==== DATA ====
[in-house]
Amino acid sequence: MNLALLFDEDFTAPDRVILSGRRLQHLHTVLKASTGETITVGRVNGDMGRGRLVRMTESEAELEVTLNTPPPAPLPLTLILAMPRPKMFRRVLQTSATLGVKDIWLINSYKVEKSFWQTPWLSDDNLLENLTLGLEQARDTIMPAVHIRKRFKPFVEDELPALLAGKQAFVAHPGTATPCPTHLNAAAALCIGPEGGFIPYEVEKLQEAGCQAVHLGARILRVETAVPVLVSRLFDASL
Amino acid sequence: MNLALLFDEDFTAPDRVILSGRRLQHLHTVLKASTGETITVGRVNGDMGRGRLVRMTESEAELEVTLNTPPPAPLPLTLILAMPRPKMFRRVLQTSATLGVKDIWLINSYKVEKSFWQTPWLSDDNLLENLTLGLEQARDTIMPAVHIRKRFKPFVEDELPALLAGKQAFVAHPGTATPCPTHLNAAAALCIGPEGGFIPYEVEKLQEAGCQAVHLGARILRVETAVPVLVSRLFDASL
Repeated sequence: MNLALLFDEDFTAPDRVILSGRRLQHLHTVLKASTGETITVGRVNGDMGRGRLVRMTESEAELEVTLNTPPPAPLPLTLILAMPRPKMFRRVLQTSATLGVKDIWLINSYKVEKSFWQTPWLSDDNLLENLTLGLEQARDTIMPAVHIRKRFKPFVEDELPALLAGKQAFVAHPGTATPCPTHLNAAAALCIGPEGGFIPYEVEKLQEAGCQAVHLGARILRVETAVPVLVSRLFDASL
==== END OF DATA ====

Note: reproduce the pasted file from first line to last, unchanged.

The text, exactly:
[in-house]
Amino acid sequence: MNLALLFDEDFTAPDRVILSGRRLQHLHTVLKASTGETITVGRVNGDMGRGRLVRMTESEAELEVTLNTPPPAPLPLTLILAMPRPKMFRRVLQTSATLGVKDIWLINSYKVEKSFWQTPWLSDDNLLENLTLGLEQARDTIMPAVHIRKRFKPFVEDELPALLAGKQAFVAHPGTATPCPTHLNAAAALCIGPEGGFIPYEVEKLQEAGCQAVHLGARILRVETAVPVLVSRLFDASL
Amino acid sequence: MNLALLFDEDFTAPDRVILSGRRLQHLHTVLKASTGETITVGRVNGDMGRGRLVRMTESEAELEVTLNTPPPAPLPLTLILAMPRPKMFRRVLQTSATLGVKDIWLINSYKVEKSFWQTPWLSDDNLLENLTLGLEQARDTIMPAVHIRKRFKPFVEDELPALLAGKQAFVAHPGTATPCPTHLNAAAALCIGPEGGFIPYEVEKLQEAGCQAVHLGARILRVETAVPVLVSRLFDASL
Repeated sequence: MNLALLFDEDFTAPDRVILSGRRLQHLHTVLKASTGETITVGRVNGDMGRGRLVRMTESEAELEVTLNTPPPAPLPLTLILAMPRPKMFRRVLQTSATLGVKDIWLINSYKVEKSFWQTPWLSDDNLLENLTLGLEQARDTIMPAVHIRKRFKPFVEDELPALLAGKQAFVAHPGTATPCPTHLNAAAALCIGPEGGFIPYEVEKLQEAGCQAVHLGARILRVETAVPVLVSRLFDASL